This book is part of a series of books that attempt to tackle a series of emotions that young children find difficult to comprehend. In this volume, the author tries to explain the many kinds of love that one experiences throughout life. The young boy protagonist knows that he loves his mother because she is his mom. He is confused about his feelings for his younger brother, his friends, and grandparents. He reasons that if his grandparents have a love that is old, why can’t they trade an old love for a new one. What happens to love when a parent divorces? Why do some people love animals more than people? Why do we love some things and hate others?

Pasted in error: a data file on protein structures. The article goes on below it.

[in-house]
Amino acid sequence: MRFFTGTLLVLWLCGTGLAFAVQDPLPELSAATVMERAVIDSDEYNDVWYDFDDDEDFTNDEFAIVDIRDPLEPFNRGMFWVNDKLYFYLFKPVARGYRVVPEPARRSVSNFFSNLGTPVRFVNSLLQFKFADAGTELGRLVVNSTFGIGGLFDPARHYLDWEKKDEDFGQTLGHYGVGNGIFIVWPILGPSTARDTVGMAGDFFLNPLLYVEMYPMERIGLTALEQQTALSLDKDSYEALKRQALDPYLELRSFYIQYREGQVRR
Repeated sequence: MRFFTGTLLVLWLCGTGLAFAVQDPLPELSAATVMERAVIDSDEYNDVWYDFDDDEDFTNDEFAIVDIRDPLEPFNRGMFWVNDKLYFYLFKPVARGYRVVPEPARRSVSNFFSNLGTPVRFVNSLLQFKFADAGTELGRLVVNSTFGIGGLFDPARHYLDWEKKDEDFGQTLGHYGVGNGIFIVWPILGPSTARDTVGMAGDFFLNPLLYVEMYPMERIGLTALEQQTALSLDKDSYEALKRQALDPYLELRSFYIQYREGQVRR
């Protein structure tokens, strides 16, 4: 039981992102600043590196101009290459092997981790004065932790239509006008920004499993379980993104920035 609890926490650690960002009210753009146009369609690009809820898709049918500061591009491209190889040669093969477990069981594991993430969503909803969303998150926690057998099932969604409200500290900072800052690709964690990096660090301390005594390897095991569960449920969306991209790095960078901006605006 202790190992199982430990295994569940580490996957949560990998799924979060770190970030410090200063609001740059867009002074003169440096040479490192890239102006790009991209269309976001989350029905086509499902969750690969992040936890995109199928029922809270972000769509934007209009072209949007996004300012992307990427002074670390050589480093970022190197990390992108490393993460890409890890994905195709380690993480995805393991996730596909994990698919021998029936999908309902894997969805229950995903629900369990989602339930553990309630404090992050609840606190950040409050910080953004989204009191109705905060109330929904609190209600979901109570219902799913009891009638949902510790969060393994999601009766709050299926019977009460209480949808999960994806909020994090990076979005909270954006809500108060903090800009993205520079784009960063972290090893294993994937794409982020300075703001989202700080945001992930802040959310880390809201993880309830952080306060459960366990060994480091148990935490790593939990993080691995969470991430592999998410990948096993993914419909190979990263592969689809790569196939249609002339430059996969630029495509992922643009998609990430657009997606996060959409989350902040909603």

The book jumps from one scenario to another very quickly. Parents or teachers will need to guide children in understanding the author’s point of view. I think the author’s objectives are sound, but perhaps the book is more appropriate for children a little older who are prepared to discuss these issues in greater depth with an adult. Recommended especially as a read-aloud for elementary and middle school readers.

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SCARED AND LONELY

Of Feathers and Friends (Clean Adventure)

Written by Darlene Hoggard Davis